- Think about the cause, not just your own mission. Do you provide a service or outreach program that collaborates with other nonprofits in your community? If so, can you join forces to drive a giving campaign around the greater theme? For example, here in Austin, there is an organization that builds permanent housing for the homeless. They collaborate with other nonprofits in the community to then provide counseling, social services, job development and search skills – it takes a village. While each nonprofit can and should fundraise independently and focus on its own unique mission, they can also collaborate to raise awareness for the greater cause of providing long-term help for the homeless. This idea isn’t limited to local organizations – in most cases, there are multiple nonprofits focused on the same specific cause or issue. And while banding together may seem strange, consider the potential impact of capturing the public’s attention compared to the relatively small segment you have today. This was the exact concept used by Give Local America in May of this year. Rallying around the idea of nationwide giving to local causes, the campaign raised over $53 million in 24 hours, benefiting nearly 8,000 local communities from over 300,000 donors. And who wouldn’t want to be a part of that?
- When opportunity knocks, be ready. How prepared is your organization to respond to an opportunity like this? Do you have resources monitoring the social space for opportunities to keep pace with a viral movement? How quickly can you launch relevant donation pages and peer-to-peer campaigns? If you haven’t formed a team to prime your organization for viral success, now is the time to do so!
- Evaluate your technology: Whether you’re driving a viral campaign or piggybacking off of an existing one, make sure you are prepared to accommodate an influx of giving. This is not only about ensuring your website is scalable enough to process a high volume of donations, it’s also about making sure your platform or platform partner can help you engage this giving wave – by offering P2P fundraising campaigns in support of the cause, by being mobile and responsive ready and by being flexible enough to adjust.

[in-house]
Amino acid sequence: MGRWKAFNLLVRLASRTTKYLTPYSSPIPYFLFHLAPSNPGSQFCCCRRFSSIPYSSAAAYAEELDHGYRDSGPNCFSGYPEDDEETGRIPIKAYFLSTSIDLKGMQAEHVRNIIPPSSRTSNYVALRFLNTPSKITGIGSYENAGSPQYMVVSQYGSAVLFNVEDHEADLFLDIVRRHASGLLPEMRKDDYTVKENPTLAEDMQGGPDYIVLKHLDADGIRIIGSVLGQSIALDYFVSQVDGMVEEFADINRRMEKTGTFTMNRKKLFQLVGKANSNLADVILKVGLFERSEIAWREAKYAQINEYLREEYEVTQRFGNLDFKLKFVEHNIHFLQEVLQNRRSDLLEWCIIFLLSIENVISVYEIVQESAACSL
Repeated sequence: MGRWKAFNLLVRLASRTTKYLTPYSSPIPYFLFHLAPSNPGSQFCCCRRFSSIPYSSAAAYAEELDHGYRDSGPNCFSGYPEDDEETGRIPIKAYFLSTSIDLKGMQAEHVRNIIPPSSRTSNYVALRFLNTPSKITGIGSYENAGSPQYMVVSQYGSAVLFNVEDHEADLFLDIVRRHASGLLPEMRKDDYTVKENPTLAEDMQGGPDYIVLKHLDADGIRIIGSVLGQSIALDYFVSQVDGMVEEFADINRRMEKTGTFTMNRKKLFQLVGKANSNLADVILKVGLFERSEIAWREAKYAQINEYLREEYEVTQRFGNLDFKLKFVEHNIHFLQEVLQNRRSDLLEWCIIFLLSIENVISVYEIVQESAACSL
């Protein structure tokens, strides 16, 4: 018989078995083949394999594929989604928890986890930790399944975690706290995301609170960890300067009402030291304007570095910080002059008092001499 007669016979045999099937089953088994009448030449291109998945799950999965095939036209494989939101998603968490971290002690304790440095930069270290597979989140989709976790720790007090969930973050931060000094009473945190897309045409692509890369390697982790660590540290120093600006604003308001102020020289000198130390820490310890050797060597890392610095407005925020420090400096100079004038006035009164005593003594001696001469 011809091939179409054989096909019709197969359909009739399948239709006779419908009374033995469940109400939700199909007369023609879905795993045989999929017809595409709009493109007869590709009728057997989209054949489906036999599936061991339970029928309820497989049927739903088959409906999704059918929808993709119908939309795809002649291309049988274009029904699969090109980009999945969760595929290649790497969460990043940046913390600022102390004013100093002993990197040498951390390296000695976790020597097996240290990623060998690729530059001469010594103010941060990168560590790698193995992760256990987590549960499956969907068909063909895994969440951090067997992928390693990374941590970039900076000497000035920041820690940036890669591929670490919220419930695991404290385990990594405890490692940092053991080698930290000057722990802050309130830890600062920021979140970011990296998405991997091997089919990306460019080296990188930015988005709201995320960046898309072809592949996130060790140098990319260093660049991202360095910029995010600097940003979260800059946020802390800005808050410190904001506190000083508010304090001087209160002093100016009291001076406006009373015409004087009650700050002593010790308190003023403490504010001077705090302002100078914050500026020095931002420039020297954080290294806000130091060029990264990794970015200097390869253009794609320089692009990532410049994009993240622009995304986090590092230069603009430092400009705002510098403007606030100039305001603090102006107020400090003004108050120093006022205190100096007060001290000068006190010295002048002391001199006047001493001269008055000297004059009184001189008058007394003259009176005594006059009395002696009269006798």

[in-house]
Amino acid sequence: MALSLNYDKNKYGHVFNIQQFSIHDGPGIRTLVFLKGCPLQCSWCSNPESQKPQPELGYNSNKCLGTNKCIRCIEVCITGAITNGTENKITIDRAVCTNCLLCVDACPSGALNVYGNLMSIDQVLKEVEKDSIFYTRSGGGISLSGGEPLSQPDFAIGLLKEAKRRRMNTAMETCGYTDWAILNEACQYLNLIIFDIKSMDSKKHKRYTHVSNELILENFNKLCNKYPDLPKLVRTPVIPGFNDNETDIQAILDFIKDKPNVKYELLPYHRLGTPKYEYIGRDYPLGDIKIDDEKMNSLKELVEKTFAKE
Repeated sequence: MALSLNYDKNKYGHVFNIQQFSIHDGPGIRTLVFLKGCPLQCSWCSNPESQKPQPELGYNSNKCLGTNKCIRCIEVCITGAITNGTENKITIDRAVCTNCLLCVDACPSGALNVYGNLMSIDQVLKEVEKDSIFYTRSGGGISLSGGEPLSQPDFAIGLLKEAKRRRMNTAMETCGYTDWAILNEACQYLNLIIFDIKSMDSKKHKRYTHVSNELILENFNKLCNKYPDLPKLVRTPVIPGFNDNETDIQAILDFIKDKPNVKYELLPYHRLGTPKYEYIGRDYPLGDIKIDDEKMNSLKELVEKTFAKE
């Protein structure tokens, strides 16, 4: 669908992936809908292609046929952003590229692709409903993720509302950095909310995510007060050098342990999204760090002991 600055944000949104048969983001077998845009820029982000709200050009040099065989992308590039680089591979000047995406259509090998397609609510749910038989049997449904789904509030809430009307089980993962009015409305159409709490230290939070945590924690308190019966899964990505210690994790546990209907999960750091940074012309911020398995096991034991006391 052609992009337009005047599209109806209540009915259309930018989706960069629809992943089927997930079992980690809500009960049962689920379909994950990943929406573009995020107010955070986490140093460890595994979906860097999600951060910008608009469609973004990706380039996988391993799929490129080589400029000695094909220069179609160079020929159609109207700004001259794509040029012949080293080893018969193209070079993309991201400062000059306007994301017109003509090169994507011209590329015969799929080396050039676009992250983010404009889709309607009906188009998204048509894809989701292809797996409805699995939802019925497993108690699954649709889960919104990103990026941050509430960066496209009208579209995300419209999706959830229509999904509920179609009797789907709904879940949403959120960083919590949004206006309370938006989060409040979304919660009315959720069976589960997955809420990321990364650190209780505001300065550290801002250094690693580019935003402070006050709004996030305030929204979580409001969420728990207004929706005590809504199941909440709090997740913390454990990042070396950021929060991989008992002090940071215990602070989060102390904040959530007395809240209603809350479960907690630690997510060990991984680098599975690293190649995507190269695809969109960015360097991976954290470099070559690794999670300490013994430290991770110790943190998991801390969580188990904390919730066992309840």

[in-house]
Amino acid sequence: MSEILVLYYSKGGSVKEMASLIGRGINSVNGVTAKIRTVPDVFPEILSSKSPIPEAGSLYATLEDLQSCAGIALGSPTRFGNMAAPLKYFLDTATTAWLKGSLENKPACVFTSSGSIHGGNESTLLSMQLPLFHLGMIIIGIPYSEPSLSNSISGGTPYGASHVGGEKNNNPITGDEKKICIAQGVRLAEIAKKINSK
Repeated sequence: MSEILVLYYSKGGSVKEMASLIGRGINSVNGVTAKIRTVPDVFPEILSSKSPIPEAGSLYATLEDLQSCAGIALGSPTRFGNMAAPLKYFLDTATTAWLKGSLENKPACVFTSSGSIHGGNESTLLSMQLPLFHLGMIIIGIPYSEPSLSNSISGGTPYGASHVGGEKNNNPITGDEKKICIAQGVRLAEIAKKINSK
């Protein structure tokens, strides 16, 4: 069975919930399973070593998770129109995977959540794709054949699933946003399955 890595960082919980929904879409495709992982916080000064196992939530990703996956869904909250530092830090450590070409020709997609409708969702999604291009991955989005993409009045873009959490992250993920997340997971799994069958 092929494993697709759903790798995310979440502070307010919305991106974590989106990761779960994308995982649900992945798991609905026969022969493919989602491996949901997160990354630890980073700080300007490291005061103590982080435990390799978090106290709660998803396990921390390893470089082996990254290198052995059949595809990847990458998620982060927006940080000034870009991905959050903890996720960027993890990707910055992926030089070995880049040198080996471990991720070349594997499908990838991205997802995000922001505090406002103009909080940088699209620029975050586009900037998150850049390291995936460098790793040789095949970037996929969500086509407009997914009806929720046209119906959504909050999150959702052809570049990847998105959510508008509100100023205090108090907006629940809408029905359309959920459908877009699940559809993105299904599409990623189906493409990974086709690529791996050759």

The ALS Ice Bucket Challenge has made our entire community stop and pay attention – and not just because you can’t log into a social media platform without seeing someone dumping ice on their heads. The incredible success of the viral campaign has all nonprofits wondering how they can achieve the same results for their own organizations. Although many articles have highlighted the elements of the campaign that contributed to its success, one key insight is rarely mentioned – the fact that the Ice Bucket Challenge did not start out as an Amyotrophic Lateral Sclerosis Association (ALS) campaign. While the ALS Association has been the main beneficiary and captured the popular sentiment, other organizations that support muscular dystrophy, such as the Muscular Dystrophy Association, have also benefited from the campaign. Why? Because this was a cause-driven, rather than a nonprofit organization-driven, initiative. Of all the most popular online viral campaigns, it has been proven that the most successful have been those that were cause-driven. Cause-driven campaigns are centered around a need, issue or disease, rather than a specific nonprofit organization and its specific mission.* For example, #GivingTuesday, a successful campaign that has engaged a broad segment of the public the week after Thanksgiving, has helped drive tens of millions of dollars to nonprofits, and is not “owned” by any specific organization. It is a movement, a general cause. The main theme is that instead of, or in addition to, the gluttony of post-Thanksgiving shopping, we should all do some good. Similarly, while we may think of the Red Cross as the main “beneficiary” of disaster-related giving, such as the earthquake in Haiti in 2010, many organizations working in the international relief space also received a spike in donations. Community Foundations across the country have been applying this concept, whether actively or simply by default, to raise millions of dollars. With these campaigns, the main “cause” is the Community itself, with community-based nonprofits being the beneficiaries of giving dollars. So how can nonprofits take advantage of, or even drive, these sorts of opportunities?